The sport known as America’s pastime is in the grip of its worst crisis in a quarter century.
As other American sports formalize plans to play this year, Major League Baseball remains locked in a pay dispute with its players’ union over compensation terms for a pandemic-shortened 2020 season, heightening tensions in the long standing on sports funding.
“It’s just a disaster for our game,” league commissioner Rob Manfred said this week of the tough negotiations. “That shouldn’t happen.”
The fight – the first work stoppage since 1995 – threatens to undermine American interest in baseball, which has ranked first among all sports American fans have said they have missed during the pandemic, according to a Monmouth poll this this month.
The dispute hinges on two structural factors unique to MLB, which brought in $10.7 billion in revenue last year, according to a person familiar with its finances. One is a greater reliance on game day ticket sales and concessions than other leagues. The other is the lack of a traditional salary cap for ballplayers.
With new media rights deals on the line and the collective bargaining agreement set to expire next year, both sides dug in as other sports around the world return to the field.
“What started as a health lockout has now turned into baseball management flexing its muscles in a way that makes absolutely no economic sense,” said Gratz College president and pundit Paul Finkelman. baseball legal issues.
“It’s a matter of ego rather than best interest for business or best interest for players.”
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The dispute reached an apparent nadir on Monday when Mr Manfred told US sports channel ESPN he was ‘not convinced’ baseball would be played in 2020, less than a week after guaranteeing the sport’s return . Talks resumed, however, with commissioner and Major League Baseball Players Association executive director Tony Clark meeting in Arizona to discuss the standoff.
The latest offer on Thursday came from the players’ association, offering a 70-game regular season and expanded playoffs in 2020 and 2021, according to Clark. The main points of friction between the teams were over the number of games to be played and whether the players would receive pro-rated full salaries.
In a normal baseball year, teams play approximately 162 games from April to the end of September, the longest season in standard professional sports in North America. Last year, the League earned the lion’s share of its revenue — 39% — from tickets and ballpark sales, according to the Associated Press, making MLB particularly vulnerable to the practice of the era. pandemic of running sports without fans.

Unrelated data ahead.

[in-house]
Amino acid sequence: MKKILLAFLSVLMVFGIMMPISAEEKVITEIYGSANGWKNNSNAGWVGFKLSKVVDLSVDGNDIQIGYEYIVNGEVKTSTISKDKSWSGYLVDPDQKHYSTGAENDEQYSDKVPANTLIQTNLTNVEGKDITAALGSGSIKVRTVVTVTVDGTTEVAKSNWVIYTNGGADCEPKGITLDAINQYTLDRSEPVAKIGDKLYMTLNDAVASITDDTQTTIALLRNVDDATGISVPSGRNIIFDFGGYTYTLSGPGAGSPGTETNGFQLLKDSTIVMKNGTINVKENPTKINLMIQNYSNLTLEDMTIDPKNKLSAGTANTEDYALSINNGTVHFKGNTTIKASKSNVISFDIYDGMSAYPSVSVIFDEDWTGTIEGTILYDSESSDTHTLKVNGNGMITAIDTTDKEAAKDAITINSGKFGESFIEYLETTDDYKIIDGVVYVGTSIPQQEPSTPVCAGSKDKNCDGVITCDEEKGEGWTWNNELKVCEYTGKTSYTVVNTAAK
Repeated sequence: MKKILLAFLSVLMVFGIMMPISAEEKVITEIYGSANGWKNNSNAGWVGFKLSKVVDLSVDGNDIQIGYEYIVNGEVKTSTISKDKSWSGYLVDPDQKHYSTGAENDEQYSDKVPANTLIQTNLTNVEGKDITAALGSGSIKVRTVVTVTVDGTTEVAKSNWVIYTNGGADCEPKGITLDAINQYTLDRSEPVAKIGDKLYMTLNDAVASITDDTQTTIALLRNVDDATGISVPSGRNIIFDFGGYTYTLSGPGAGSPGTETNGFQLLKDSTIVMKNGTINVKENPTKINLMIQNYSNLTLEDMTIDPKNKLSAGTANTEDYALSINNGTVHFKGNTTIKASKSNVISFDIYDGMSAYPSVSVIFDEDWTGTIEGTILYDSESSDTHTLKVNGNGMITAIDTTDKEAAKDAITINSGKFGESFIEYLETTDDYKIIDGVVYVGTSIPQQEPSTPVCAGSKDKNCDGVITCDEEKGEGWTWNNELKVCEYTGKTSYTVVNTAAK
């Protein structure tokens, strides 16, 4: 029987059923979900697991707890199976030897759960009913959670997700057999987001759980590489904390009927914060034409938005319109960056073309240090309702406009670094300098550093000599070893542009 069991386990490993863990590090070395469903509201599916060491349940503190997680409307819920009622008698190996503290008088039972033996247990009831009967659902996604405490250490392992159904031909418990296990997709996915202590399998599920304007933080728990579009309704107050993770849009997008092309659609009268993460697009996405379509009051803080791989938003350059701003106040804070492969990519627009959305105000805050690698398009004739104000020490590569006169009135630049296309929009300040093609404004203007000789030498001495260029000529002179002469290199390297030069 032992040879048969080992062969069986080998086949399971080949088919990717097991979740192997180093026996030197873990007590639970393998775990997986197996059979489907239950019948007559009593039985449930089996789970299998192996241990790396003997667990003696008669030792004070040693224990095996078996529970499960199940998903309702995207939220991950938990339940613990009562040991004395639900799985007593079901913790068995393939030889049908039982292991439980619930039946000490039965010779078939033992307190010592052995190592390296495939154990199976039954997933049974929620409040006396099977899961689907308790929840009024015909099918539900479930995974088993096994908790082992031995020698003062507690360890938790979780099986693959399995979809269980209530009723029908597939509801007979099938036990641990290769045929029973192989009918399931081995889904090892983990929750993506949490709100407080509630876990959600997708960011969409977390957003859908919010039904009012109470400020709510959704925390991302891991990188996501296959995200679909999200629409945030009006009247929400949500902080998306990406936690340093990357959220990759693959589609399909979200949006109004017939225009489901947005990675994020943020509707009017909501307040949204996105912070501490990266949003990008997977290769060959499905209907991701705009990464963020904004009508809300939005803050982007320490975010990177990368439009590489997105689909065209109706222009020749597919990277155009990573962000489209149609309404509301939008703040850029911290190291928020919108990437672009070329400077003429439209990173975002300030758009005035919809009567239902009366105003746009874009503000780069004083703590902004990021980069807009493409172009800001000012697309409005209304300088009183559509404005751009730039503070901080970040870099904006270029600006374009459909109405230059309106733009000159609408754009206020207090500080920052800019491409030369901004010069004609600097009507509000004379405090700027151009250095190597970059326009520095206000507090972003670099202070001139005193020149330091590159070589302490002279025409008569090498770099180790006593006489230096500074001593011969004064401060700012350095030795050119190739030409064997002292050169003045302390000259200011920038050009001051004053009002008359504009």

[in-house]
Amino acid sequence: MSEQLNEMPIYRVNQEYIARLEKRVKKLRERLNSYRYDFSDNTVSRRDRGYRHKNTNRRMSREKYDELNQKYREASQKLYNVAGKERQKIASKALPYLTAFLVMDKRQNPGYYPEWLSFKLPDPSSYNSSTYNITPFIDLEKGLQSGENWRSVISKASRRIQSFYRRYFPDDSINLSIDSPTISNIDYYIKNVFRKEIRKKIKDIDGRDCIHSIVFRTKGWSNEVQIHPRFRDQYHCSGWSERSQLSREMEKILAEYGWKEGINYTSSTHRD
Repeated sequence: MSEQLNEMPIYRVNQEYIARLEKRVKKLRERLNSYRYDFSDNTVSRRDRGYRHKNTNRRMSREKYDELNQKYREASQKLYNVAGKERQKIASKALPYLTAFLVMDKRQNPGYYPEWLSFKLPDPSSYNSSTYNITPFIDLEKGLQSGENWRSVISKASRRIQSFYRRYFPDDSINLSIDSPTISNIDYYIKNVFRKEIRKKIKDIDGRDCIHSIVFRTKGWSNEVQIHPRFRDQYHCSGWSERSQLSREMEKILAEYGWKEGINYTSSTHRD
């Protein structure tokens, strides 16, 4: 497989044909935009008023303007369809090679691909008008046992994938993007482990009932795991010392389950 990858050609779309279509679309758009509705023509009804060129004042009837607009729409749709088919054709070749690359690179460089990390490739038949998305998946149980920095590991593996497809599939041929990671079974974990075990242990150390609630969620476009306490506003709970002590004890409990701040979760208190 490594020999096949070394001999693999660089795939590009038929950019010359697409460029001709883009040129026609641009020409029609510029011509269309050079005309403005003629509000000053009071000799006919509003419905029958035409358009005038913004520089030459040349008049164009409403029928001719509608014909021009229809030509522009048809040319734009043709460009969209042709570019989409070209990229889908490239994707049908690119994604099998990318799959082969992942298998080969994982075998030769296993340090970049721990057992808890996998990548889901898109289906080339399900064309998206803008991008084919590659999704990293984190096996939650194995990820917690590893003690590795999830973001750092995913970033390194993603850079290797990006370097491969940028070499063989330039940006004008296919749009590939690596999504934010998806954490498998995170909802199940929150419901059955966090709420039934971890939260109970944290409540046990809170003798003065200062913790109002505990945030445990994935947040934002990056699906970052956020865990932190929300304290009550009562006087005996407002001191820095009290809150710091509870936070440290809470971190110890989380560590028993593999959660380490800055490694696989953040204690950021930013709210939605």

“For baseball it’s probably one of the hardest hit sports, while football is the opposite, with huge national media contracts to make up for losses due to lack of fans,” Michael Nathanson said. , media analyst and founding partner of analytics firm MoffettNathanson.
To offset its reliance on attendance, which has declined in recent years, MLB has worked to increase revenue from other sources, particularly media and sponsorships. The League’s most lucrative media rights come from a trio of national broadcast deals, worth an estimated $1.52 billion a year according to MoffettNathanson. This value is expected to increase by 45% to $2.21 billion when contracts are extended beyond 2021.
Last year, a flurry of deals for regional sports networks included a $10.6 billion acquisition by Sinclair Broadcast Group as well as an investor match for an 80% stake in YES Network, the home of local broadcast of the New York Yankees and Brooklyn Nets valued at $3.47 billion.
MLB has also experimented with selling streaming rights to various digital media platforms, including with Facebook and media startup DAZN, and last year struck an equipment deal in New Jersey worth of $1 billion.
At the same time, the players have strongly opposed any condition for the 2020 season that could be construed as a salary cap agreement, which they successfully opposed during baseball’s last work stoppage of 1994-95. That standoff ended with a decision by then-Judge for the Southern District of New York and current Supreme Court Justice Sonia Sotomayor, who sided with the players.
As negotiations continued, the MLBPA’s Mr. Clark declined owners’ proposals that would further shift the burden of pandemic-imposed losses onto athletes. “Our response has been consistent that such concessions are unjustified [and] would be fundamentally unfair to players,” he said in a statement this month.
In addition to acute concerns over the 2020 season, investors are increasingly worried about funding for lavish new stadiums. Rating agency S&P recently downgraded the bonds of Citi Field, the stadium operated by the New York Mets, and put the bonds of Yankee Stadium on watch. Both facilities were opened in 2009.
“The downgrade and cautionary outlook appears fundamentally more concerned with future prospects for industry recovery given what social distancing requirements will imply for potential revenue streams,” wrote credit strategist Jeannine Lennon. municipal for UBS. Stadium deposits can be secured by “ticket sales, parking revenue, sales taxes [and] hotel occupancy rates,” raising uncertainty about whether debt securities could become deeply distressed.
Players, meanwhile, have taken to social media to vent their frustration this week.
“You’re holding a losing hand,” Cincinnati Reds pitcher Trevor Bauer said. in a tweet directed against Mr. Manfred. “Unfortunately, it’s a losing hand for everyone involved, not just you. There are people who say don’t kill the golden goose.